US scientists have discovered fossils of the largest known true crocodile, a creature that roamed what is now Kenya between 2 and 4 million years ago.
“It’s the largest known true crocodile,” said Dr. Christopher Brochu, an associate professor of geoscience at the University of Iowa and a lead author of the study published in the May 3 issue of the Journal of Vertebrate Paleontology. “It may have exceeded 27 feet in length. By comparison, the largest recorded Nile crocodile was less than 21 feet, and most are much smaller.”
The new species, called Crocodylus thorbjarnarsoni, resembled its living cousin, the Nile crocodile, but was more massive.
Dr. Brochu recognized the new species from fossils that he examined three years ago at the National Museum of Kenya in Nairobi. Some were found at sites known for important human fossil discoveries.
“It lived alongside our ancestors, and it probably ate them,” Dr. Brochu said. “Although the fossils contain no evidence of human/reptile encounters, crocodiles generally eat whatever they can swallow, and humans of that time period would have stood no more than four feet tall.”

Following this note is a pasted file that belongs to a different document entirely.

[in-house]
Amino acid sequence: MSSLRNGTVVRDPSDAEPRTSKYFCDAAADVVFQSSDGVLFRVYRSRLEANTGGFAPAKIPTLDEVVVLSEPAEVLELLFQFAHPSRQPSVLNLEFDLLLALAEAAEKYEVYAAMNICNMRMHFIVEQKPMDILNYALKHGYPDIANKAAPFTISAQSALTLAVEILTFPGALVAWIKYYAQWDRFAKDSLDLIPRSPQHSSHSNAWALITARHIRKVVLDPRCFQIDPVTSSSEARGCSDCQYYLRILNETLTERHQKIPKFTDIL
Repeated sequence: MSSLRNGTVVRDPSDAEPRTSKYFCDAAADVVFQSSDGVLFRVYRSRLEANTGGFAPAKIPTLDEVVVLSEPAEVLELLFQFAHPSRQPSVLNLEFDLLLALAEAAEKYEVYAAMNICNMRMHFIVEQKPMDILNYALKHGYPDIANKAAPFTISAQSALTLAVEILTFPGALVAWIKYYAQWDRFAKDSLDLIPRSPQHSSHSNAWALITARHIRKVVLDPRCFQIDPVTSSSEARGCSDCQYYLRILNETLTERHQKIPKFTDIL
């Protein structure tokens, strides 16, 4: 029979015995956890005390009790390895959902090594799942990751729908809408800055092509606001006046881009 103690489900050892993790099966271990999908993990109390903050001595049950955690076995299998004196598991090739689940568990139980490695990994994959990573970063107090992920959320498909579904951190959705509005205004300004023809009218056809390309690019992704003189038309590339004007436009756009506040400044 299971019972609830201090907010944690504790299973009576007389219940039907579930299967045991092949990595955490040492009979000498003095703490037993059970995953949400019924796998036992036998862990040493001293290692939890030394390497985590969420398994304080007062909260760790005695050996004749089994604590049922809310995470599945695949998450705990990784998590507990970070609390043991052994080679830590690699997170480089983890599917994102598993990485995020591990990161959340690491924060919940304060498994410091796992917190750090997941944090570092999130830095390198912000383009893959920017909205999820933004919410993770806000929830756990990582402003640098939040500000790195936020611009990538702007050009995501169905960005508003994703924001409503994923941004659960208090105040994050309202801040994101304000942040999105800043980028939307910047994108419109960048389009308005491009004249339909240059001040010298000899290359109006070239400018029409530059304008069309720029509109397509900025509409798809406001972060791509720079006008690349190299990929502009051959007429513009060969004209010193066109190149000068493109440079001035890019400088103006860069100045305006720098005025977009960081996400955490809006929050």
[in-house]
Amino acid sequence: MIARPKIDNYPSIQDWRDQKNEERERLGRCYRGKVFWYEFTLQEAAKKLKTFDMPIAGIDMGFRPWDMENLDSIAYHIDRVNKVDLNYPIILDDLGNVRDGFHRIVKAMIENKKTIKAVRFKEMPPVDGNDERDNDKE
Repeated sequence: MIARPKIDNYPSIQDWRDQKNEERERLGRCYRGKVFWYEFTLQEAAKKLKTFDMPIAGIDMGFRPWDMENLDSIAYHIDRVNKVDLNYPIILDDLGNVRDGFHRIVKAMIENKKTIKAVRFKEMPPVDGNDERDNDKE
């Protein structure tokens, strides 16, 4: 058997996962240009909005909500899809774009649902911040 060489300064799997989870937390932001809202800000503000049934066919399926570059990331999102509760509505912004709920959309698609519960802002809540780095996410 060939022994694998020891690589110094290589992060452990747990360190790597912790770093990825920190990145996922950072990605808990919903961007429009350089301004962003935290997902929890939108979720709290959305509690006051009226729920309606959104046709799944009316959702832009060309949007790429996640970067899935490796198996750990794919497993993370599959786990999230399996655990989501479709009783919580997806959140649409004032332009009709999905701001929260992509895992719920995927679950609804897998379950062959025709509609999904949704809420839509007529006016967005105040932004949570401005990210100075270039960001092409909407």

“We don’t actually have fossil human remains with croc bites, but the crocs were bigger than today’s crocodiles, and we were smaller, so there probably wasn’t much biting involved,” Dr. Brochu explained.
“There likely would have been ample opportunity for humans to encounter crocs,” he added. “That’s because early man, along with other animals, would have had to seek water at rivers and lakes where crocodiles lie in wait.”
The new species is named after John Thorbjarnarson, famed crocodile expert and Dr. Brochu’s colleague who died of malaria while in the field several years ago.
“He was a giant in the field, so it only made sense to name a giant after him,” Dr. Brochu said. “I certainly miss him, and I needed to honor him in some way. I couldn’t not do it.”
Among the skills needed for one to discover a new species of crocodile is, apparently, a keen eye. Not that the fossilized crocodile head is small – it took four men to lift it. But other experts had seen the fossil without realizing it was a new species. “The Nairobi collection is “beautiful” and contains many fossils that have been incompletely studied,” Dr. Brochu pointed out. “So many discoveries could yet be made.”
“C. thorbjarnarsoni is not directly related to the present-day Nile crocodile,” Dr. Brochu explained. “This suggests that the Nile crocodile is a fairly young species and not an ancient living fossil, as many people believe. We really don’t know where the Nile crocodile came from, but it only appears after some of these prehistoric giants died out.”